Greater Brisbane has been declared a COVID-19 hotspot for the purpose of commonwealth support as Chief Medical Officer Paul Kelly warns travellers to stay up to date with border closures.
States and territories moved quickly to impose entry restrictions following Queensland's decision to lockdown the city from 5pm on Monday.
The lockdown will be in place until at least Thursday evening, but Professor Kelly says the outbreak is escalating.
"It may be one thing to go there, but coming back might also be difficult," he said on Tuesday.
"I can't predict what's going to happen in the next week or two."
Another eight coronavirus cases emerged on Tuesday, with two clusters triggering concern the Greater Brisbane lockdown may be expanded and extended.
Premier Annastacia Palaszczuk says six new cases are genomically linked to or close contacts of seven existing infections, while the other two are under investigation.
She says there are now two distinct clusters of the UK variant of COVID-19 in Greater Brisbane, which has been locked down to stem the spread.
"We want to get on top of this community transmission," Ms Palaszczuk told reporters.
"The steps that we took to go into this lockdown, as you can see by those numbers of community transmission today, were absolutely the right call."
There are now more than 60 potential virus exposure sites across Greater Brisbane, the Gold Coast and central Queensland.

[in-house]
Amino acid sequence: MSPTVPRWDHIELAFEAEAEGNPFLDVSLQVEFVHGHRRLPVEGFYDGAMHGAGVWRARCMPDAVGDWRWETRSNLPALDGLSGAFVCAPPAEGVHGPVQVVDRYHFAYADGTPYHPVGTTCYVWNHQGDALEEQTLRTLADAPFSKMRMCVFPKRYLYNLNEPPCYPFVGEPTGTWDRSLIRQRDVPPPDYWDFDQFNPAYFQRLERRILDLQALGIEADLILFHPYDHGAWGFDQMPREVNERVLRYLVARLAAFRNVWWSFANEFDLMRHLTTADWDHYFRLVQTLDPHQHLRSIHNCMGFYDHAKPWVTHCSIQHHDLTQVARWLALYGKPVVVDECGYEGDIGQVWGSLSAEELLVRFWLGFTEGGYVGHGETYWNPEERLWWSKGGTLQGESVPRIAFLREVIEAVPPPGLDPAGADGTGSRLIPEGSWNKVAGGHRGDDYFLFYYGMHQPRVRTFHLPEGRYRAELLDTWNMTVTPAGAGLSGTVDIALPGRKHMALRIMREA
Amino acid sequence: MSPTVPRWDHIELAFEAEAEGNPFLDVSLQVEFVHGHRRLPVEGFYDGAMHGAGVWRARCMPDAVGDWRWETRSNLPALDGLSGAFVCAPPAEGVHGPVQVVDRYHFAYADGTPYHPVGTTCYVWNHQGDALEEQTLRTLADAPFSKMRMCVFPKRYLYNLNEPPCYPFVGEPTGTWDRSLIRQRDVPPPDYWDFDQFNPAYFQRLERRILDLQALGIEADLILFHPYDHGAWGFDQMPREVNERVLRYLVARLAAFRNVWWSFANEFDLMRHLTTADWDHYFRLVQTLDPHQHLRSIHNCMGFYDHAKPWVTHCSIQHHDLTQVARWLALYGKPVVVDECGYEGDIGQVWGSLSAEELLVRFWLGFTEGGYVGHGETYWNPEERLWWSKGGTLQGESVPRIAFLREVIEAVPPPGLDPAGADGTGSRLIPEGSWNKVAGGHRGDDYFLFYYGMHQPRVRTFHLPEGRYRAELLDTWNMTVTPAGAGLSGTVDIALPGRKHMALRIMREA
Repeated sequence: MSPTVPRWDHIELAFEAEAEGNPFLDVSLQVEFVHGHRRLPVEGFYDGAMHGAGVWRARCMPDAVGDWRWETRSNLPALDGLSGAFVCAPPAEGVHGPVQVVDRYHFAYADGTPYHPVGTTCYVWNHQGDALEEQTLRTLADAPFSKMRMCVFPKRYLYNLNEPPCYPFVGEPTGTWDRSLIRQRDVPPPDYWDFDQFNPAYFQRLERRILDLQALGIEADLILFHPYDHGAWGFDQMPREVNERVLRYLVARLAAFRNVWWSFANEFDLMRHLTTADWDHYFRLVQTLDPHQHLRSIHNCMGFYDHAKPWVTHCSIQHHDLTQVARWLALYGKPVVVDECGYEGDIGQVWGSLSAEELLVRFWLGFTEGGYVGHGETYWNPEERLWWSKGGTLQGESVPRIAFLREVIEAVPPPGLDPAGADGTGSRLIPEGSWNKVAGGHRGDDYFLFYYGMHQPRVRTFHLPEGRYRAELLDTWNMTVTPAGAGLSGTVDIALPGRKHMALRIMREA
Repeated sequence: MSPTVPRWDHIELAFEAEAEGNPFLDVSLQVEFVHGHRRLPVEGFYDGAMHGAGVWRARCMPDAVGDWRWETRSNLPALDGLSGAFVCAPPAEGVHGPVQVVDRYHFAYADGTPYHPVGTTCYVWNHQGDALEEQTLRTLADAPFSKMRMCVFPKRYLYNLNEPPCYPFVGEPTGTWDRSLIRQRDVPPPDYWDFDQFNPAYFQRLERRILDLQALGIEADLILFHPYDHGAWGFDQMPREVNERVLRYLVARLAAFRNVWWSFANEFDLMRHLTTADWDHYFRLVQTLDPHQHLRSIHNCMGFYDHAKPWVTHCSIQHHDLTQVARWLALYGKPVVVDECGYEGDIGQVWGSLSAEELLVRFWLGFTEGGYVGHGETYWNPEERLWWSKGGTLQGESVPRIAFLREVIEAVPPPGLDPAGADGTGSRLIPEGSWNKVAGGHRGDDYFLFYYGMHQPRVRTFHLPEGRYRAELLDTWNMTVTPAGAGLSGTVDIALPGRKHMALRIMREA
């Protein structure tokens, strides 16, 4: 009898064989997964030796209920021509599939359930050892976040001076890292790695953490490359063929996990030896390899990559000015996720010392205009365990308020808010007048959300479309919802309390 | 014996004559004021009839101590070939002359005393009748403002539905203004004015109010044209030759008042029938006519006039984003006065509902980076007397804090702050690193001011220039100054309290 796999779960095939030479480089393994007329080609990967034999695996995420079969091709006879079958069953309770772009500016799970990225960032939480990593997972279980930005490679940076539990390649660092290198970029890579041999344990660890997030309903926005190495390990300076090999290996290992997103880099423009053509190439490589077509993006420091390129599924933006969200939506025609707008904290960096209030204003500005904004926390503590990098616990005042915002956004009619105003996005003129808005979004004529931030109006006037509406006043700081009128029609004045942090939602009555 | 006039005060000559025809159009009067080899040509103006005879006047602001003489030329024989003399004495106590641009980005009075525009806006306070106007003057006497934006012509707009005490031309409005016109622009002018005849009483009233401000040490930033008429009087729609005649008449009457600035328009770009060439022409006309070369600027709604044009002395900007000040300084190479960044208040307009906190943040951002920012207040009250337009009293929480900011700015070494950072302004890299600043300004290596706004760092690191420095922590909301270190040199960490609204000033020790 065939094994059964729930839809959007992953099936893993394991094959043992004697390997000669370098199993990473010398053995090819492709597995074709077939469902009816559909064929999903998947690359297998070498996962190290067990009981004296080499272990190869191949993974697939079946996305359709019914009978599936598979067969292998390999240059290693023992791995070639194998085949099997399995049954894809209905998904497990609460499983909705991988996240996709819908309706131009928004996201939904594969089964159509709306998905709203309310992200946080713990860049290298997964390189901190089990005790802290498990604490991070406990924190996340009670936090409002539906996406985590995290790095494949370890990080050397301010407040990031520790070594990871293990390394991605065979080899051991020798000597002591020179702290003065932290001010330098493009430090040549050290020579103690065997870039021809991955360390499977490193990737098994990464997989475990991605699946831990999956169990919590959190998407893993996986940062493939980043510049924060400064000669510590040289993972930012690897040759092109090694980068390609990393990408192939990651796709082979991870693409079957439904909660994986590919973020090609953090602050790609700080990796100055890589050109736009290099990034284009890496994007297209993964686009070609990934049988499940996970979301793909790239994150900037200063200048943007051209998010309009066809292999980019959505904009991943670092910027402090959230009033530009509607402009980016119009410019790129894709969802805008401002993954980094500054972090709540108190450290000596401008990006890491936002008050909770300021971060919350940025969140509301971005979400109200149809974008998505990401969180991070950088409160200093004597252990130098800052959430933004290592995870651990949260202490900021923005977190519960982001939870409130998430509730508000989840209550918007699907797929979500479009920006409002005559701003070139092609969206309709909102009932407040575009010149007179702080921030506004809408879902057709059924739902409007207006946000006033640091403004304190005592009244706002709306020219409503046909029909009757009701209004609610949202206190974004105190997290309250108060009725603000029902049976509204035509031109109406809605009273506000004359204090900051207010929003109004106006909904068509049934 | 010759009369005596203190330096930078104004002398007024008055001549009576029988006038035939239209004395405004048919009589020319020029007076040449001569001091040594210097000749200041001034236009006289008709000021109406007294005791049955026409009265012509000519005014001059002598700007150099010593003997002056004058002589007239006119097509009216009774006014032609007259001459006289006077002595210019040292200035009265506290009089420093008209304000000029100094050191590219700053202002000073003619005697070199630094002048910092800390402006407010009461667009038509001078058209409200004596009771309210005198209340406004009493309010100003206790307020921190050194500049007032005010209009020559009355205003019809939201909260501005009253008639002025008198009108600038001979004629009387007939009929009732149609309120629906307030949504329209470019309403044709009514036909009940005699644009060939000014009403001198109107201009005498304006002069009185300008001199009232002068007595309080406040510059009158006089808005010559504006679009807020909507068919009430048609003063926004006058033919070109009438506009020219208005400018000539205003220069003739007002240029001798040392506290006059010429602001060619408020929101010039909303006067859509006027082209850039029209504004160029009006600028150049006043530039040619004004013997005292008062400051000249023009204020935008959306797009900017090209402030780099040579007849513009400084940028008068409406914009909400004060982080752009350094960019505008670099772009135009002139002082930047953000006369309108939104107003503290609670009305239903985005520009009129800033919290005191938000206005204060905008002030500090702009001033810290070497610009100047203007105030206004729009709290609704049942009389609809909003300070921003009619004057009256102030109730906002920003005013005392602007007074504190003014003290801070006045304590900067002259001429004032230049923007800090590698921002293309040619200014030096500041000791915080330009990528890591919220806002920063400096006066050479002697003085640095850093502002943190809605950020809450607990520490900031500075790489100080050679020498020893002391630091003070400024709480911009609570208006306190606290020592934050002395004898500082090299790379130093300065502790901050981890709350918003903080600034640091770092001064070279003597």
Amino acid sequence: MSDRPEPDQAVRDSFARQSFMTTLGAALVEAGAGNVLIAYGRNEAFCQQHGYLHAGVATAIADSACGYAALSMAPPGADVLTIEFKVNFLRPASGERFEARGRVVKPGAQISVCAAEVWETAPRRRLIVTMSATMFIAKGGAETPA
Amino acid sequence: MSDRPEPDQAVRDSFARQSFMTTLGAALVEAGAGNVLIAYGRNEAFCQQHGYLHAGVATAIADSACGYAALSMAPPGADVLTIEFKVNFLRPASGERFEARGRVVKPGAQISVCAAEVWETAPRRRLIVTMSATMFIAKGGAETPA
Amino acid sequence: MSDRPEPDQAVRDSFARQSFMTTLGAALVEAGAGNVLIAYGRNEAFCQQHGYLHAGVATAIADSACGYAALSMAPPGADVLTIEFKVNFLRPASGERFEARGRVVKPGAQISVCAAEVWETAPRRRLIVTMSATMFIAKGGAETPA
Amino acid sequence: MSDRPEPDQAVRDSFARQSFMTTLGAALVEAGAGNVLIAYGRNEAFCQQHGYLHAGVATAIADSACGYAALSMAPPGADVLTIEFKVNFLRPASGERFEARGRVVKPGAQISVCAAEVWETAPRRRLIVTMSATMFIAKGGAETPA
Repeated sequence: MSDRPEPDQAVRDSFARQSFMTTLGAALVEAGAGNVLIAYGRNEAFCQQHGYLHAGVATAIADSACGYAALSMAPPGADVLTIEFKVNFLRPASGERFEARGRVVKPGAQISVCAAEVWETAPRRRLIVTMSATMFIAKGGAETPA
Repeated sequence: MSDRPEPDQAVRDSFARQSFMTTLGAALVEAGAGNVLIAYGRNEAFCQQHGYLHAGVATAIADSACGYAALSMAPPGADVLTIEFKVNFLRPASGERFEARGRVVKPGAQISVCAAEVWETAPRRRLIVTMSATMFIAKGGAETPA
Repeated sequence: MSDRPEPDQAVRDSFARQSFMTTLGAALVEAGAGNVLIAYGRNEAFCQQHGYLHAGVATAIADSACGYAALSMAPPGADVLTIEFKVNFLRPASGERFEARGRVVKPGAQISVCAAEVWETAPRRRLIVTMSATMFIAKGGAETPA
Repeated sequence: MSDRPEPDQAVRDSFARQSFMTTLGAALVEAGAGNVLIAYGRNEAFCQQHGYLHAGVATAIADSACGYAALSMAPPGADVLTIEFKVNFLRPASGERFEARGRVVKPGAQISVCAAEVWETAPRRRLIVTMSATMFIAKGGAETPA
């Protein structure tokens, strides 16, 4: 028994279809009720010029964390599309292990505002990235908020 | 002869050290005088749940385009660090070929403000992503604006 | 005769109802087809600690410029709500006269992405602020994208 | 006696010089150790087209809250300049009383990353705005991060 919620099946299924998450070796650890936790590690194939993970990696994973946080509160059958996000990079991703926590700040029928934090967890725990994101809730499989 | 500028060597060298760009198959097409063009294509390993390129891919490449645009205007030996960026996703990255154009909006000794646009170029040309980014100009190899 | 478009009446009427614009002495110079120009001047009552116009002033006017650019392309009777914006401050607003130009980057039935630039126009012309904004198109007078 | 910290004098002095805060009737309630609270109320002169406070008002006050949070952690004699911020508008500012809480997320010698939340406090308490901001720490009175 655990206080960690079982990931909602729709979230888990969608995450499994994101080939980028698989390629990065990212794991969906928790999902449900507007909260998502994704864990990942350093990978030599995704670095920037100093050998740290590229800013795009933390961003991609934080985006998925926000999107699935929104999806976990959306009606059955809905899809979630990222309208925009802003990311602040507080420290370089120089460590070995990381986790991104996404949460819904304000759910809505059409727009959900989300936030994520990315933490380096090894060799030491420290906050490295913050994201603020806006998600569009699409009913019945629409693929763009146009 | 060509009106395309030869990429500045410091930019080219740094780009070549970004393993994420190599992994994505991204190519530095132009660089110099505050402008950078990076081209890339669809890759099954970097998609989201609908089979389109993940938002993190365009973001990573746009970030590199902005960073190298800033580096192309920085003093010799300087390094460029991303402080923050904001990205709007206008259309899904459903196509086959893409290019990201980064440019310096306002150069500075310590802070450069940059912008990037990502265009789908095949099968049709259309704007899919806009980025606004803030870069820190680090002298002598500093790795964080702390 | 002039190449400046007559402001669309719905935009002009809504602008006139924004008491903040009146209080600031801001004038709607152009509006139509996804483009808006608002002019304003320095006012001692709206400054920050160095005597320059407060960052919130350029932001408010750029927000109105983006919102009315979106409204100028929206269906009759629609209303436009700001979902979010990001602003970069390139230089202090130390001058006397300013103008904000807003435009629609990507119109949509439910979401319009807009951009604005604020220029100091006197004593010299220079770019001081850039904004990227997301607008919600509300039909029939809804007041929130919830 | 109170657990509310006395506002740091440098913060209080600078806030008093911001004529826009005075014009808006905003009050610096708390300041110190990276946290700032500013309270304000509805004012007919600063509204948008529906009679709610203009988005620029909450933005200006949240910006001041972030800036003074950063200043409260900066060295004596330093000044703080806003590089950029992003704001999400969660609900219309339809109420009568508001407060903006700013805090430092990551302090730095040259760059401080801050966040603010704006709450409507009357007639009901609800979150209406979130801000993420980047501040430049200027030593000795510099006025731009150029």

About 2.5 million people in Greater Brisbane were ordered into a snap three-day lockdown on Monday afternoon.
Hundreds more people around the state who have visited Brisbane since March 20 are also under orders to stay at home and self-isolate.
The premier raised the prospect that the lockdown could be extended past 5pm on Thursday.
"We just have to take this day by day, " Ms Palaszczuk said.
"Do we expect to see more cases? Probably we will see more.
"The big question will be whether or not we see unlinked community transmission."
One known case lives on the Gold Coast and others have visited Toowoomba, Gladstone, Hervey Bay and Gin Gin while infectious.
Chief Health Officer Jeannette Young has also left open the door to expand the lockdown to other regions.
"The message here is that people should be on alert, no matter where they are in Queensland," Dr Young said.
Queensland has also mandated that healthcare workers must have received their first vaccine dose to be able to treat COVID-19 patients.
The state opposition supports the move but said it should have happened sooner, criticising the vaccine rollout as sluggish.
"It stands to reason that maybe if these staff had been vaccinated (or) not been treating COVID-positive cases, then we might not be in a lockdown," shadow health minister Ros Bates said.
More than 41,000 frontline workers have received their first jab already, but only about 7000 are fully vaccinated.
Cases in both clusters are either genomically linked to, or close contacts of, two Princess Alexandra Hospital staff who tested positive.
The first cluster is genomically linked to a PA Hospital doctor who tested positive on March 12.
The cases linked to the doctor include two men in northern Brisbane, the brother of one of the men, and two colleagues of the other.
The second cluster is linked to a PA Hospital nurse and her sister.
A close contact, and another five people who went to a hen's party with the pair in Byron Bay, tested positive in Brisbane and the Gold Coast overnight.
Dr Young said another two cases were believed to be linked to the first cluster, but genomic testing was underway.
Australian Associated Press